Energy bills explained: how to understand your bill and make sure it’s correct

If you feel like you need your energy bills explained to you, you're not alone - our energy expert breaks down exactly what your bill means and how to check if it's right

worried woman trying to understand her energy bill
(Image credit: Getty Images)

Ever feel like you need your energy bills explained as it's impossible to understand? You're not the only one. But it's never been more important to make sure you understand what you're being charged and to make sure you aren't being charged more than you should. 

Energy bills contain a lot of information. As well as detailing how much you need to pay for gas and electricity, your bill will tell you how many units of energy you have used and how much each unit costs.

The energy crisis means you might be wondering how much will my energy bills cost (opens in new tab) and how to save energy in your home (opens in new tab) to keep costs as low as possible. The government’s Energy Price Guarantee (opens in new tab) has capped typical energy bills at £2,500 a year, but this will rise to £3,000 from April. But these figures are based on 'typical use', and so if you use less energy than the typical household, your bills will be lower. 

The energy regulator, Ofgem, rules state that when energy suppliers bill their customers, the bill must include key information about the tariff the customer is on and how much energy they have used. But they can still be a bit confusing if you're not sure what all the information means.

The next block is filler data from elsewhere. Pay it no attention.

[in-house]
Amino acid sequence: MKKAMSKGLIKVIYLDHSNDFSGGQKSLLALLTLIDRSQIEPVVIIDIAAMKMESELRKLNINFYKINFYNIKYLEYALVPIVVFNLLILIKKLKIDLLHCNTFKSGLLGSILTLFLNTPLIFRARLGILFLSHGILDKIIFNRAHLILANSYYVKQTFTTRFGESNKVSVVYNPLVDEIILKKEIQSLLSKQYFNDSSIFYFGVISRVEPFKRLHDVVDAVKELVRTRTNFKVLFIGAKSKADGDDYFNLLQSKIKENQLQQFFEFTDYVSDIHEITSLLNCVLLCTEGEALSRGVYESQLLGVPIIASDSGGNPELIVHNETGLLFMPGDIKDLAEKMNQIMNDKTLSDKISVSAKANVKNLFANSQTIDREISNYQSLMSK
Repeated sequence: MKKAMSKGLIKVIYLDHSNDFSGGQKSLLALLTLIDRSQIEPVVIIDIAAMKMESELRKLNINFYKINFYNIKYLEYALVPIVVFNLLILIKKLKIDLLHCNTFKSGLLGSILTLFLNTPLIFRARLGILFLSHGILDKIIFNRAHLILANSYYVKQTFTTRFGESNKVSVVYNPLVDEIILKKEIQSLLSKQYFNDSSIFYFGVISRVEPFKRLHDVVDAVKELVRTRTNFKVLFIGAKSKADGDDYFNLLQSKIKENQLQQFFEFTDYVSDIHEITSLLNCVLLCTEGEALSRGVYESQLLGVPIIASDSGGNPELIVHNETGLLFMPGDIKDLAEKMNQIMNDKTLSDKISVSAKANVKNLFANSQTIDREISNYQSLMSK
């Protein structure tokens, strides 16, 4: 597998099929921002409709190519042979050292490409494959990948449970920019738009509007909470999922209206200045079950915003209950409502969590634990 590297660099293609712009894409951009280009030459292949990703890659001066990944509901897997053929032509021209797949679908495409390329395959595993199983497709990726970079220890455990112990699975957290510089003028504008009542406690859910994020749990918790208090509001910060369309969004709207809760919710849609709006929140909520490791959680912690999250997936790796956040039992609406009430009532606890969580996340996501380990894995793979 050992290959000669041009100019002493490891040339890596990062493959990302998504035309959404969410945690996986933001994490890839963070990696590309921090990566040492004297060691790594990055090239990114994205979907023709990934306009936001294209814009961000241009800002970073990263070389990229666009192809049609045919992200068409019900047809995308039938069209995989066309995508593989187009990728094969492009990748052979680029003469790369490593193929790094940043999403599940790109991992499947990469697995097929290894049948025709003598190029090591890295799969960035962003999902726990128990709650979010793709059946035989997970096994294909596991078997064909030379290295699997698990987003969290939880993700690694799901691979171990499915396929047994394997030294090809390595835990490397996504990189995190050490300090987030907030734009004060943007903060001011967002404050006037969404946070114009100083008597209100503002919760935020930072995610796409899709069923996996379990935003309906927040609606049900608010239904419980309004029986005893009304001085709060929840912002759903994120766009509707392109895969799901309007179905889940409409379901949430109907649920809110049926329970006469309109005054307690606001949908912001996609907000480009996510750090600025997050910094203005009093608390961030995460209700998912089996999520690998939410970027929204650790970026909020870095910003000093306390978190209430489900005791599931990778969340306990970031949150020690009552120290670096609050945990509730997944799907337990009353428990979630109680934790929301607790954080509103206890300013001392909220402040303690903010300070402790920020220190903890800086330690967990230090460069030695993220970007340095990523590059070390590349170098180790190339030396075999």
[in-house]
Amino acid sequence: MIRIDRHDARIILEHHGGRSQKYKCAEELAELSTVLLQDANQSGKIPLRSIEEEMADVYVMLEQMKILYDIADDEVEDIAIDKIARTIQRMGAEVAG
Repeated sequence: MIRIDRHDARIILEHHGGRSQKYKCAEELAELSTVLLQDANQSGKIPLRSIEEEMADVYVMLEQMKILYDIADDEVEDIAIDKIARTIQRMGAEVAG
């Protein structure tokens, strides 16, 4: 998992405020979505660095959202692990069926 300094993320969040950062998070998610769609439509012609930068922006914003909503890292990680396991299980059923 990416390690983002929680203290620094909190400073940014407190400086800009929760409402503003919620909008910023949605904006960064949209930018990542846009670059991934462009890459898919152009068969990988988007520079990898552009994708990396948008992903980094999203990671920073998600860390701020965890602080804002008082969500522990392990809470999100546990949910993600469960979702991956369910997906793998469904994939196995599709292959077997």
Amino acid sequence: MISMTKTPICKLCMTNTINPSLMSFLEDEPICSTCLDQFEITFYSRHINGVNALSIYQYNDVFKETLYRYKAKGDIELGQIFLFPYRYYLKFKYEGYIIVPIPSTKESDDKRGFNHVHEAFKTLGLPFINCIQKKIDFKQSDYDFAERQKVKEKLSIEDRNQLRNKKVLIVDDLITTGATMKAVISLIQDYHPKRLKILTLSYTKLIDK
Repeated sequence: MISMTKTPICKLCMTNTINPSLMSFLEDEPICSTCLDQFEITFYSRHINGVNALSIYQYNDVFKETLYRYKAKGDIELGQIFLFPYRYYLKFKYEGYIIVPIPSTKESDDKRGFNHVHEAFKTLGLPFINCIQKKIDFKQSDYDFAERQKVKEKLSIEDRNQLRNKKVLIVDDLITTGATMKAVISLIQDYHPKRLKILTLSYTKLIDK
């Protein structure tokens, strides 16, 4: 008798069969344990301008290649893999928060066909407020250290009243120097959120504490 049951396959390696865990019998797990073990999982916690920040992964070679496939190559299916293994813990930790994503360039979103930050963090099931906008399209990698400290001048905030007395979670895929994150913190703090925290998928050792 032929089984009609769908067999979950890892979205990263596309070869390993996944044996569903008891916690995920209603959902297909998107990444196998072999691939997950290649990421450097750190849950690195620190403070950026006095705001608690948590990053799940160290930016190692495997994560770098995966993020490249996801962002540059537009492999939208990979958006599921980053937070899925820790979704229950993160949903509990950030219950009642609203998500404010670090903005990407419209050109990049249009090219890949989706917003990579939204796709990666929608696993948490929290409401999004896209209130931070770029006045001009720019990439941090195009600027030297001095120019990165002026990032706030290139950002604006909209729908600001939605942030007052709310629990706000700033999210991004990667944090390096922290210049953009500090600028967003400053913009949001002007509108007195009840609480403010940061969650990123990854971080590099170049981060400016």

Go.Compare's energy spokesperson, Gareth Kloet (opens in new tab), says: “Energy suppliers typically send bills on a quarterly basis. When your bill comes through, it will detail your energy consumption and standing charges from the preceding period. 

“As a general rule, your supplier will also offer customer access to an online portal, where you can view details of your energy use, access your bills and statements, submit meter readings and manage your account online.”

Energy bills explained 

To help explain exactly what your energy bill means, we're using the example energy bill below. We've blanked out any personal information on the bill:

Example energy bill

(Image credit: Anonymous)

The bill in the above photo is from Ovo Energy for a dual fuel customer (taking both gas and electricity from one supplier). Bills from other suppliers may look slightly different but they will usually contain the same information.